21 Laws of Leadership

The 21 Irrefutable Laws of Leadership:  Follow Them And People Will Follow You

by John C. Maxwell

 The subtitle of Maxwell’s book is “Follow Them, and People Will Follow You.”  Each time I read that line, I hear a rejoinder in my head:  “Don’t follow them, and people won’t follow you.”  Revised and updated in 2007 for the 10th anniversary of The 21 Irrefutable Laws, this book is rightly regarded as a foundational piece of the leadership literature.

As the title indicates, Maxwell presents 21 laws of leadership, all of which are free-standing and yet buttressed by one another.  You can learn quite a bit simply by reviewing the 21 laws with Maxwell’s brief explanation of each:

  1. The Law of the Lid:  Leadership Ability Determines A Person’s Level of Effectiveness
  2. The Law of Influence:  The True Measure of Leadership Is Influence — Nothing More, Nothing Less
  3. The Law of Process:  Leadership Develops Daily, Not In A Day
  4. The Law of Navigation:  Anyone Can Steer The Ship, But It Takes A Leader To Change The Course
  5. The Law of Addition:  Leaders Add Value By Serving Others
  6. The Law of Solid Ground:  Trust Is The Foundation of Leadership
  7. The Law of Respect:  People Naturally Follow Leaders Stronger Than Themselves
  8. The Law of Intuition:  Leaders Evaluate Everything With A Leadership Bias
  9. The Law of Magnetism:  Who You Are Is Who You Attract
  10. The Law of Connection:  Leaders Touch A Heart Before They Ask For A Hand
  11. The Law of the Inner Circle:  A Leader’s Potential Is Determined By Those Closest To Him
  12. The Law of Empowerment:  Only Secure Leaders Give Power To Others
  13. The Law of the Picture:  People Do What People See
  14. The Law of Buy-In:  People Buy Into The Leader, Then The Vision
  15. The Law of Victory:  Leaders Find A Way For The Team To Win
  16. The Law of the Big Mo:  Momentum Is A Leader’s Best Friend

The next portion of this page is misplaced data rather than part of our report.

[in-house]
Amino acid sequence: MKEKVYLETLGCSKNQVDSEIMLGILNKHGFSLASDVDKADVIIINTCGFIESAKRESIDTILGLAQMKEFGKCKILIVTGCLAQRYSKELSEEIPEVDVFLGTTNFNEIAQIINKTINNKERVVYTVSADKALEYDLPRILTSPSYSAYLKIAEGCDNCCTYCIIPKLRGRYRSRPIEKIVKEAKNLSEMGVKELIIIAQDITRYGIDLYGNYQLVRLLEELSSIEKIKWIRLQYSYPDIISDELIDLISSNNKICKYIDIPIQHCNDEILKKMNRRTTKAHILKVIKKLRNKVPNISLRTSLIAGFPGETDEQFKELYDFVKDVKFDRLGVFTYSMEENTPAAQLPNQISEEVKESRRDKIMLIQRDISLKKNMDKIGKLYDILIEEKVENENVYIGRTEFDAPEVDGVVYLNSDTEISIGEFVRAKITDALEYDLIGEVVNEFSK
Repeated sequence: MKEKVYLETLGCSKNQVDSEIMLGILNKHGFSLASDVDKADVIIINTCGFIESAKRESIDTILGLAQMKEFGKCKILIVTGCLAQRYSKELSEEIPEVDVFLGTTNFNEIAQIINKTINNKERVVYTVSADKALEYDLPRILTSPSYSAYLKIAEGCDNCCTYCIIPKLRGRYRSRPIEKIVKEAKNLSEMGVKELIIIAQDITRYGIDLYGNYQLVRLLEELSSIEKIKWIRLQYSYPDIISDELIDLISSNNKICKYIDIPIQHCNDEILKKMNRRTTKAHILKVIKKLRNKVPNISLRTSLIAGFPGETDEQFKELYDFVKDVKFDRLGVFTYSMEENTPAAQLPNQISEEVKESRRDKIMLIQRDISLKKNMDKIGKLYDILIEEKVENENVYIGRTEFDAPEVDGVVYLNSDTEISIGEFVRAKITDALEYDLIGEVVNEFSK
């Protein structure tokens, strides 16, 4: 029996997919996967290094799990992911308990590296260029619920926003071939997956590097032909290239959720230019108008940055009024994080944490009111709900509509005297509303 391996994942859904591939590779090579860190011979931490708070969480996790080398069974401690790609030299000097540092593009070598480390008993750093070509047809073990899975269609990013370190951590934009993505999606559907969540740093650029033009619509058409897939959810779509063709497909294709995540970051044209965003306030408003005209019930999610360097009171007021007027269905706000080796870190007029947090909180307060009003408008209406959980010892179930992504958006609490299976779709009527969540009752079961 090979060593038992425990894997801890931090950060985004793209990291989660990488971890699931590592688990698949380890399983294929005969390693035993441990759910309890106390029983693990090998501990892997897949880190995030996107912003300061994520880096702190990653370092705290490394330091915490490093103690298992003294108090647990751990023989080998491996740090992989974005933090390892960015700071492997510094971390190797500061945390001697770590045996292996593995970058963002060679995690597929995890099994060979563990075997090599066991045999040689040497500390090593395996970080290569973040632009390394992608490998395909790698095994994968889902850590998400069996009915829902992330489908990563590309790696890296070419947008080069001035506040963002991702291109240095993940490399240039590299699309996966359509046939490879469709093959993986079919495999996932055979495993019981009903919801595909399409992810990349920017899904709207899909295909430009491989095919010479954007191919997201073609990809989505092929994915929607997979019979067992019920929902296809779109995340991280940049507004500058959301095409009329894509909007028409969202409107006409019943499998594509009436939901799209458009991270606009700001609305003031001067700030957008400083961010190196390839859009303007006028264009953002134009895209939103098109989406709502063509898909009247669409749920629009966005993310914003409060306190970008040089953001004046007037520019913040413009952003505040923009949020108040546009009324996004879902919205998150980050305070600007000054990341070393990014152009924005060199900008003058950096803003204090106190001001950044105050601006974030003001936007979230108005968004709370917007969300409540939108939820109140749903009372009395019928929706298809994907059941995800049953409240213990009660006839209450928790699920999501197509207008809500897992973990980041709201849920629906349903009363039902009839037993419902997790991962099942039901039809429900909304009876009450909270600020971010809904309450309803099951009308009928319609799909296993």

17. The Law of Priorities:  Leaders Understand That Activity Is Not Necessarily Accomplishment
  18. The Law of Sacrifice:  A Leader Must Give Up to Go Up
  19. The Law of Timing:  When To Lead Is As Important As What To Do And Where To Go
  20. The Law of Explosive Growth:  To Add Growth, Lead Followers — To Multiply, Lead Leaders
  21. The Law of Legacy:  A Leader’s Lasting Value Is Measured By Succession

My favorite law, the umbrella under which all of the other laws fall, is the Law of Process.  Leadership can’t be developed in a day or a week.  Instead, it grows and becomes refined through a lifetime of self-management, skills acquisition, and relationships:

If you continually invest in your leadership development, letting your ‘assets’ compound, the inevitable result is growth over time.  What can you see when you look at a person’s daily agenda?  Priorities, passion, abilities, relationships, attitude, personal disciplines, vision, and influence.  See what a person is doing every day, day after day, and you’ll know who that person is and what he or she is becoming.

Often, when I speak to newer lawyers about leadership development, someone in the group will ask why a new graduate in the first few years of practice should be concerned with leadership development, since they’re at the bottom of the totem pole.  My answer is three-fold.

First, it’s critical for every lawyer to lead him- or herself and to develop a strong foundation in self-management.

Second, usually even “bottom of the totem pole” lawyers soon have an opportunity to lead something, whether it’s a document review team or a subcommittee.

And third, as Maxwell writes, “champions don’t become champions in the ring — they are merely recognized there.”  If a lawyer waits until a leadership position is on the horizon to begin developing good leadership skills, the position may never present itself, or if it does, the lawyer will lack the necessary skills to thrive in that position.  (Incidentally, point 3 is well illustrated in Maxwell’s first law, the Law of the Lid.)

What’s in it for lawyers?  Although each of The 21 Irrefutable Laws is important for leadership development, perhaps none speaks to the profession in quite the same way as the Law of Explosive Growth.  That law holds that leaders who develop leaders create an organization that can achieve explosive growth, since “for every leader they develop, they also receive the value of all of that leader’s followers.”  Imagine the potential for enormous and sustainable growth in a law firm in which leaders are developed.

Read one chapter a week and apply what you learn.  Without question, you will grow as a leader, and you’ll see the difference in your day-to-day life and practice, with clients, and in whatever leadership roles you may hold.

Burning the candle at both ends?

I burn my candle at both ends